Ban on commercial net fishing in Port Phillip Bay will hurt Melbournes restaurant scene, Neil Perry
The introduction of legislation to phase-out commercial net fishing in Victoria’s Port Phillip Bay will impact heavily on Melbourne’s fine dining scene says chef Neil Perry of the Rockpool Group.
The Fisheries Amendment Bill 2015 was introduced in late October, 2015 as part of the Daniel Andrews Labor Government’s plan to boost recreational fishing in the Port Phillip Bay area.
The legislation will see commercial net fishing phased out over the next seven years and according to the state government, will also increase catch rates and the size of fish for those who wish to fish recreationally, positioning the area as prime recreational fishing destination.
There are currently 43 commercial fishing license holders in the area, many of whom supply to some of the State’s top restaurants including Neil Perry’s Rockpool Bar and Grill, Guy Grossi’s Grossi Florentino and Anthony Lui’s Flower Drum.
To compensate, Labor has developed a $27 million package in consultation with the fishers and their representative body, Seafood Industry Victoria. The State’s restaurants however will need to source alternative seafood suppliers (most likely form Adelaide) for particular species of fish including King George Whiting, Garfish, Dilver Trevally and Red Mullet, hampering their ability to serve seafood on the day that it has been caught.
Speaking with the Herald Sun, Neil Perry of the Rockpool Group said that between 70 to 90 percent of the seafood served in his Melbourne-based restaurants comes from Port Phillip Bay.
“Beautiful fresh sustainable fish – that is fundamentally apart of the culture of Melbourne is going to disappear,” Neil Perry of Rockpool told the Herald Sun.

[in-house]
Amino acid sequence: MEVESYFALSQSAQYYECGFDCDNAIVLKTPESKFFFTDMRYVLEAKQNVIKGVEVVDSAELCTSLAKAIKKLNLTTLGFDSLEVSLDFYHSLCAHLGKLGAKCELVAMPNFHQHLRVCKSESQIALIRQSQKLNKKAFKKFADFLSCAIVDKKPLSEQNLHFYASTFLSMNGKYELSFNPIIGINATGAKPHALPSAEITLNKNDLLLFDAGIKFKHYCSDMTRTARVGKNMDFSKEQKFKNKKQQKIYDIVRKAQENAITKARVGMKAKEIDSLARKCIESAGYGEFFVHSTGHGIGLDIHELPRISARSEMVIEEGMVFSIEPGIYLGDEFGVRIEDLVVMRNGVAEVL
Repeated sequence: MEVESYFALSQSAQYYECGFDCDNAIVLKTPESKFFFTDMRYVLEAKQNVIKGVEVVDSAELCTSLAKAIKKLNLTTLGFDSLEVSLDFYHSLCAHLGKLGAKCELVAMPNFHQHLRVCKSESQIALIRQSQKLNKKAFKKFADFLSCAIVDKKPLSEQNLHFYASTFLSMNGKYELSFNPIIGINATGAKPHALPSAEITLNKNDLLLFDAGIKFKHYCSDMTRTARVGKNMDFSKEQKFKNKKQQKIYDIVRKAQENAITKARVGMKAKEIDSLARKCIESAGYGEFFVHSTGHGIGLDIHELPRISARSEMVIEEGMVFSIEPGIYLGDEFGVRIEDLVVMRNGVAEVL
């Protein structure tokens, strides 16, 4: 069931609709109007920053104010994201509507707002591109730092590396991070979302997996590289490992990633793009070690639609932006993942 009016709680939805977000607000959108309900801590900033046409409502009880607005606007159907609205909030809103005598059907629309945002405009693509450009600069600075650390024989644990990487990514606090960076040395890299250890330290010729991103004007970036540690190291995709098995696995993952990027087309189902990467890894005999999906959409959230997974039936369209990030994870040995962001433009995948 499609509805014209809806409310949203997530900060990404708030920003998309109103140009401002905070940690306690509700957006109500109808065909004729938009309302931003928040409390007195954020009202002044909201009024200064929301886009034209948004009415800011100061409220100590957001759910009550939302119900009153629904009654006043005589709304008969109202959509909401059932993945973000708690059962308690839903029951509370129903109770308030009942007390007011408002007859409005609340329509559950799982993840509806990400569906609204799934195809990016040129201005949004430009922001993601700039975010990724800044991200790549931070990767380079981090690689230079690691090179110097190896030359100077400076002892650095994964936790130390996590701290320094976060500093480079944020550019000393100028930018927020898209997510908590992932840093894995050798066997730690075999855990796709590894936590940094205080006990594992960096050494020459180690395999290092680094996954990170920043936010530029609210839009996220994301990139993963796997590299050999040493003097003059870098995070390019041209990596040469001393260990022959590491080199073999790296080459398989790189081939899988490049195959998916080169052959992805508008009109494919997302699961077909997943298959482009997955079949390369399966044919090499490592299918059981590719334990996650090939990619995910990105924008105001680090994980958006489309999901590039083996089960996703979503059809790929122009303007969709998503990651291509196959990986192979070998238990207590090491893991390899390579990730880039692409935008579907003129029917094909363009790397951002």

“Fish is about a fresh product, the further anything travels in the seafood world the less fine it is.”
Perry, together with a number of other high profile chefs have urged the state government to review the ban. Lord Mayor Robert Doyle is in support of a review of the legislation, stating that the integrity of the marine environment in the area can be upheld alongside the operation of sustainable commercial fisheries.
Doyle’s sentiment is backed by findings in a report from Independent Fisheries research consultant, Kirsten Abernethy.
“Both commercial and recreational fisheries can coexist,” Abernethy report reads.
“They have done so for decades, and there is no valid scientific or ethical reason why this can’t continue.”
A spokesperson for the minister for agriculture, Jaala Pulford said that there was a comprehensive consultation process around the development of the legislation, including the assessment of menus from Melbourne’s high end restaurants.
“Very few Melbourne restaurants appear to have Port Phillip Bay caught fish on the menu,” the spokesperson told the Herald Sun.
“In the case of Grossi Florentino and Rockpool, the only seafood on today’s menus that could be caught from Port Phillip Bay is calamari — which could be sourced from a number of waters around Victoria — and baby snapper, which will continue to be caught commercially at the same level in Port Phillip Bay.”
As it currently stands, the Fisheries Amendment Bill 2015 will:
- Specify a clear pathway for phasing out nets from Port Phillip Bay by 2022, including the closure of Corio Bay to netting by 1 April, 2018
- Specify how compensation payments will be determined for the 43 licence holders who will be affected by this decision
- Provide for a limited non-net commercial fishery of up to 8 licence holders to operate in Port Phillip Bay from 1 April, 2022
- Provide for the first licences to be surrendered from 1 April, 2016